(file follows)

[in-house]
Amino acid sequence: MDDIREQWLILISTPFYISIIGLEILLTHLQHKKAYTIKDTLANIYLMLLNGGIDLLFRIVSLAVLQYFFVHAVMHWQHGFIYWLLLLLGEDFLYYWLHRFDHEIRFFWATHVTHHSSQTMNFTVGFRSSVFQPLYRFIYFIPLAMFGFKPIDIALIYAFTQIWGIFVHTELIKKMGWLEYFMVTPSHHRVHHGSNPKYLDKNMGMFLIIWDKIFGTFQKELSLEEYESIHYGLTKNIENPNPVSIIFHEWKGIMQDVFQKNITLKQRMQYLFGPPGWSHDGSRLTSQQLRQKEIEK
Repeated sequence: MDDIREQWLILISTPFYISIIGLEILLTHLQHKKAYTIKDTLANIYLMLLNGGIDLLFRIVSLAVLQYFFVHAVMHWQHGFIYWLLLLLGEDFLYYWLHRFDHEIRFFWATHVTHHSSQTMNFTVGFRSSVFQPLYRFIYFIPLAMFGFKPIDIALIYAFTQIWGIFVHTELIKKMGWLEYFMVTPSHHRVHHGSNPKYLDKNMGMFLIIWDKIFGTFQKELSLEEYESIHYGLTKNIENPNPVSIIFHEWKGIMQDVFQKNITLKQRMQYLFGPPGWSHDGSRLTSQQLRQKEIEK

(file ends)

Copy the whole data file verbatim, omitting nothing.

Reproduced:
[in-house]
Amino acid sequence: MDDIREQWLILISTPFYISIIGLEILLTHLQHKKAYTIKDTLANIYLMLLNGGIDLLFRIVSLAVLQYFFVHAVMHWQHGFIYWLLLLLGEDFLYYWLHRFDHEIRFFWATHVTHHSSQTMNFTVGFRSSVFQPLYRFIYFIPLAMFGFKPIDIALIYAFTQIWGIFVHTELIKKMGWLEYFMVTPSHHRVHHGSNPKYLDKNMGMFLIIWDKIFGTFQKELSLEEYESIHYGLTKNIENPNPVSIIFHEWKGIMQDVFQKNITLKQRMQYLFGPPGWSHDGSRLTSQQLRQKEIEK
Repeated sequence: MDDIREQWLILISTPFYISIIGLEILLTHLQHKKAYTIKDTLANIYLMLLNGGIDLLFRIVSLAVLQYFFVHAVMHWQHGFIYWLLLLLGEDFLYYWLHRFDHEIRFFWATHVTHHSSQTMNFTVGFRSSVFQPLYRFIYFIPLAMFGFKPIDIALIYAFTQIWGIFVHTELIKKMGWLEYFMVTPSHHRVHHGSNPKYLDKNMGMFLIIWDKIFGTFQKELSLEEYESIHYGLTKNIENPNPVSIIFHEWKGIMQDVFQKNITLKQRMQYLFGPPGWSHDGSRLTSQQLRQKEIEK